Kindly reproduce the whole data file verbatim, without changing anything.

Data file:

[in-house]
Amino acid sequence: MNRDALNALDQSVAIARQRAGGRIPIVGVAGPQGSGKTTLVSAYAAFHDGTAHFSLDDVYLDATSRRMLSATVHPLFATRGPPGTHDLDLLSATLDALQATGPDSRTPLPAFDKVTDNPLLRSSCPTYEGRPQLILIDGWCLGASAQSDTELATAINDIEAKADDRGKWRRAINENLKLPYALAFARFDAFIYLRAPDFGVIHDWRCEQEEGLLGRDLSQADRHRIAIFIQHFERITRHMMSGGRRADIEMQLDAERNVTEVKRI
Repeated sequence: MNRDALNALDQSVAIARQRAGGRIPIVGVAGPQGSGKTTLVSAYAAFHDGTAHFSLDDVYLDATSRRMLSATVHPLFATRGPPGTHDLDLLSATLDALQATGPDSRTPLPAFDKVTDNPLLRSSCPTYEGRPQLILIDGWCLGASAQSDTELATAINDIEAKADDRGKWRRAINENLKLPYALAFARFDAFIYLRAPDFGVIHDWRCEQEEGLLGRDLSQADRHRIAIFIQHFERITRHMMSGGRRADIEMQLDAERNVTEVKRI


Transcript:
[in-house]
Amino acid sequence: MNRDALNALDQSVAIARQRAGGRIPIVGVAGPQGSGKTTLVSAYAAFHDGTAHFSLDDVYLDATSRRMLSATVHPLFATRGPPGTHDLDLLSATLDALQATGPDSRTPLPAFDKVTDNPLLRSSCPTYEGRPQLILIDGWCLGASAQSDTELATAINDIEAKADDRGKWRRAINENLKLPYALAFARFDAFIYLRAPDFGVIHDWRCEQEEGLLGRDLSQADRHRIAIFIQHFERITRHMMSGGRRADIEMQLDAERNVTEVKRI
Repeated sequence: MNRDALNALDQSVAIARQRAGGRIPIVGVAGPQGSGKTTLVSAYAAFHDGTAHFSLDDVYLDATSRRMLSATVHPLFATRGPPGTHDLDLLSATLDALQATGPDSRTPLPAFDKVTDNPLLRSSCPTYEGRPQLILIDGWCLGASAQSDTELATAINDIEAKADDRGKWRRAINENLKLPYALAFARFDAFIYLRAPDFGVIHDWRCEQEEGLLGRDLSQADRHRIAIFIQHFERITRHMMSGGRRADIEMQLDAERNVTEVKRI